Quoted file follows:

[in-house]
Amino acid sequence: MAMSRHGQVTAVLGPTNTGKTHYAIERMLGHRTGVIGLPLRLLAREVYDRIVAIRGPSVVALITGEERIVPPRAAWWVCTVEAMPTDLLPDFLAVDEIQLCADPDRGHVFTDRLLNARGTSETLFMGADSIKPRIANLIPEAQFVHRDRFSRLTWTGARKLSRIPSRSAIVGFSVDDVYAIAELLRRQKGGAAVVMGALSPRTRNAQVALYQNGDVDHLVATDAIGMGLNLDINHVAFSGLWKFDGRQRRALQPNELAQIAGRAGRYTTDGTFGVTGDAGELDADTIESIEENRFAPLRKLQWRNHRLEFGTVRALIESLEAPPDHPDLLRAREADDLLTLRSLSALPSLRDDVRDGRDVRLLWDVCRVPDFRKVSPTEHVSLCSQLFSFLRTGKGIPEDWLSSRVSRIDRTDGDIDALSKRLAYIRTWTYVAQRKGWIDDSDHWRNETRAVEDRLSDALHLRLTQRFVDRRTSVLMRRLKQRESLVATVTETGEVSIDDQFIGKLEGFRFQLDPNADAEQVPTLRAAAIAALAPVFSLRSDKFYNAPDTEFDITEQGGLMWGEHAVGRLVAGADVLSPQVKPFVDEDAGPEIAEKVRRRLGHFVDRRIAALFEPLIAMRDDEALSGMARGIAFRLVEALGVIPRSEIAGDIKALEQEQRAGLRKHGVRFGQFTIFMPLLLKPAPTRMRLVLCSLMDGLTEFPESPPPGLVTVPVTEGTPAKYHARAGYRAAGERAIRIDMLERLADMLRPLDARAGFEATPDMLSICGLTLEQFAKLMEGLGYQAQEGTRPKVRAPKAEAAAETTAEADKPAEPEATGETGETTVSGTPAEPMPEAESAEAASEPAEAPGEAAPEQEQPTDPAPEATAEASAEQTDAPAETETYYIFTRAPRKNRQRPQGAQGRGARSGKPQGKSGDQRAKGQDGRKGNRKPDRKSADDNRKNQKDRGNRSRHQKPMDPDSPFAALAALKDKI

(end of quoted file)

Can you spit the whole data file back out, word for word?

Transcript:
[in-house]
Amino acid sequence: MAMSRHGQVTAVLGPTNTGKTHYAIERMLGHRTGVIGLPLRLLAREVYDRIVAIRGPSVVALITGEERIVPPRAAWWVCTVEAMPTDLLPDFLAVDEIQLCADPDRGHVFTDRLLNARGTSETLFMGADSIKPRIANLIPEAQFVHRDRFSRLTWTGARKLSRIPSRSAIVGFSVDDVYAIAELLRRQKGGAAVVMGALSPRTRNAQVALYQNGDVDHLVATDAIGMGLNLDINHVAFSGLWKFDGRQRRALQPNELAQIAGRAGRYTTDGTFGVTGDAGELDADTIESIEENRFAPLRKLQWRNHRLEFGTVRALIESLEAPPDHPDLLRAREADDLLTLRSLSALPSLRDDVRDGRDVRLLWDVCRVPDFRKVSPTEHVSLCSQLFSFLRTGKGIPEDWLSSRVSRIDRTDGDIDALSKRLAYIRTWTYVAQRKGWIDDSDHWRNETRAVEDRLSDALHLRLTQRFVDRRTSVLMRRLKQRESLVATVTETGEVSIDDQFIGKLEGFRFQLDPNADAEQVPTLRAAAIAALAPVFSLRSDKFYNAPDTEFDITEQGGLMWGEHAVGRLVAGADVLSPQVKPFVDEDAGPEIAEKVRRRLGHFVDRRIAALFEPLIAMRDDEALSGMARGIAFRLVEALGVIPRSEIAGDIKALEQEQRAGLRKHGVRFGQFTIFMPLLLKPAPTRMRLVLCSLMDGLTEFPESPPPGLVTVPVTEGTPAKYHARAGYRAAGERAIRIDMLERLADMLRPLDARAGFEATPDMLSICGLTLEQFAKLMEGLGYQAQEGTRPKVRAPKAEAAAETTAEADKPAEPEATGETGETTVSGTPAEPMPEAESAEAASEPAEAPGEAAPEQEQPTDPAPEATAEASAEQTDAPAETETYYIFTRAPRKNRQRPQGAQGRGARSGKPQGKSGDQRAKGQDGRKGNRKPDRKSADDNRKNQKDRGNRSRHQKPMDPDSPFAALAALKDKI